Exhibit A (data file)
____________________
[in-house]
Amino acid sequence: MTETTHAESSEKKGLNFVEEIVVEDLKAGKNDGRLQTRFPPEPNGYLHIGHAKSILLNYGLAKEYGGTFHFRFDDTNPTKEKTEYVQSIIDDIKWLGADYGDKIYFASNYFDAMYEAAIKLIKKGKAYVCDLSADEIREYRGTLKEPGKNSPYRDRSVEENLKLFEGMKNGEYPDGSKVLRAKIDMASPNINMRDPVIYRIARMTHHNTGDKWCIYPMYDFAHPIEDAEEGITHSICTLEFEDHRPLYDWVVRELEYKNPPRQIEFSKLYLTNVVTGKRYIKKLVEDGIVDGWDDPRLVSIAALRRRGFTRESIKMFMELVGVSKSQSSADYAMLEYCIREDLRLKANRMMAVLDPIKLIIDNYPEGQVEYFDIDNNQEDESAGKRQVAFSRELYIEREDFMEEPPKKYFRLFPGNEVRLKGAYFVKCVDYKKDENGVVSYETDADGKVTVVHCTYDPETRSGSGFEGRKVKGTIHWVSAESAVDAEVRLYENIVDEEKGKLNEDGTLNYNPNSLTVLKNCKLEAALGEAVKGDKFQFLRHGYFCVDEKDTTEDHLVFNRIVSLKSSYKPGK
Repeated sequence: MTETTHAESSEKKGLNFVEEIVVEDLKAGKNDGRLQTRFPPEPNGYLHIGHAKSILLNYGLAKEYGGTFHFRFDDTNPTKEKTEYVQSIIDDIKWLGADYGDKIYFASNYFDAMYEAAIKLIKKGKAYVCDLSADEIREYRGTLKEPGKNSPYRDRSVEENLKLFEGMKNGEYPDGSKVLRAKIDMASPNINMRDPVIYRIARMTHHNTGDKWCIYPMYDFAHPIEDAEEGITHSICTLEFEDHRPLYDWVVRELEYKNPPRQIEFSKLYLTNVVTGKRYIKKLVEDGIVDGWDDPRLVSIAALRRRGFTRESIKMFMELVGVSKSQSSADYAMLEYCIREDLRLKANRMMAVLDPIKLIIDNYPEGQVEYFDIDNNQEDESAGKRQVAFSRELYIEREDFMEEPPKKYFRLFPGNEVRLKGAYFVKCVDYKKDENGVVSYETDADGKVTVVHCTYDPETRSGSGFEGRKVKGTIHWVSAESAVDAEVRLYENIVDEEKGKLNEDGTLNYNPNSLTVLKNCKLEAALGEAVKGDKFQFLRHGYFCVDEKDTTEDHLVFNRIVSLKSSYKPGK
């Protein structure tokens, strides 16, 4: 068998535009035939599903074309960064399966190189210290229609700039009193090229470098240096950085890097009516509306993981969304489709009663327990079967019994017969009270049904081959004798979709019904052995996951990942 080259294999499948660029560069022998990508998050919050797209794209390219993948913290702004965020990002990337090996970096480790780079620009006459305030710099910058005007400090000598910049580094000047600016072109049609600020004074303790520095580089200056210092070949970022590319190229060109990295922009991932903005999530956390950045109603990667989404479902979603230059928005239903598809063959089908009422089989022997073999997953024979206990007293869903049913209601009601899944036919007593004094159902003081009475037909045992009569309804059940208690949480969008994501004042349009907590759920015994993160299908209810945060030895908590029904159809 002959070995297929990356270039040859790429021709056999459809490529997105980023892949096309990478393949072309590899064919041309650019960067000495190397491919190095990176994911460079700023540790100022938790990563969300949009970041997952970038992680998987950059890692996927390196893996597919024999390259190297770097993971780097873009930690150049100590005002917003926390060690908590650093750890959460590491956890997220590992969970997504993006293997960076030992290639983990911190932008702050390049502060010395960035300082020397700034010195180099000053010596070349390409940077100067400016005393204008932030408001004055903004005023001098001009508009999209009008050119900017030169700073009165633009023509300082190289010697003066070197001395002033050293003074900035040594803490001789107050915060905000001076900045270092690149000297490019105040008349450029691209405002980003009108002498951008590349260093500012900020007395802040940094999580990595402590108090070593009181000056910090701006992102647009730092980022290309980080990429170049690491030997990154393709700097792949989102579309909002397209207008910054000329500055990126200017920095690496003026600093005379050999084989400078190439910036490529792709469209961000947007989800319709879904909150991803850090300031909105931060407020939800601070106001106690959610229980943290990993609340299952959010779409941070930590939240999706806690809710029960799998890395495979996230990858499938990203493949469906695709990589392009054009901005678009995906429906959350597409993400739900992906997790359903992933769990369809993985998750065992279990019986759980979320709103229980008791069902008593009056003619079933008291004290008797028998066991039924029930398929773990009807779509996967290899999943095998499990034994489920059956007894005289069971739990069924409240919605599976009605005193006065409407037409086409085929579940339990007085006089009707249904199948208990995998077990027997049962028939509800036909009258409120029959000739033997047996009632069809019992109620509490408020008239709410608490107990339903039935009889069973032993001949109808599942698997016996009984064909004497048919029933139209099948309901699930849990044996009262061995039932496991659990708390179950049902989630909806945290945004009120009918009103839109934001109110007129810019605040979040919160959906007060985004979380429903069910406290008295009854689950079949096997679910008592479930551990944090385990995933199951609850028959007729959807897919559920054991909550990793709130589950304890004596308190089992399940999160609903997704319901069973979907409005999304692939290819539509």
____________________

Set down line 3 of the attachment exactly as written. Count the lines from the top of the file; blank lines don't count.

Repeated sequence: MTETTHAESSEKKGLNFVEEIVVEDLKAGKNDGRLQTRFPPEPNGYLHIGHAKSILLNYGLAKEYGGTFHFRFDDTNPTKEKTEYVQSIIDDIKWLGADYGDKIYFASNYFDAMYEAAIKLIKKGKAYVCDLSADEIREYRGTLKEPGKNSPYRDRSVEENLKLFEGMKNGEYPDGSKVLRAKIDMASPNINMRDPVIYRIARMTHHNTGDKWCIYPMYDFAHPIEDAEEGITHSICTLEFEDHRPLYDWVVRELEYKNPPRQIEFSKLYLTNVVTGKRYIKKLVEDGIVDGWDDPRLVSIAALRRRGFTRESIKMFMELVGVSKSQSSADYAMLEYCIREDLRLKANRMMAVLDPIKLIIDNYPEGQVEYFDIDNNQEDESAGKRQVAFSRELYIEREDFMEEPPKKYFRLFPGNEVRLKGAYFVKCVDYKKDENGVVSYETDADGKVTVVHCTYDPETRSGSGFEGRKVKGTIHWVSAESAVDAEVRLYENIVDEEKGKLNEDGTLNYNPNSLTVLKNCKLEAALGEAVKGDKFQFLRHGYFCVDEKDTTEDHLVFNRIVSLKSSYKPGK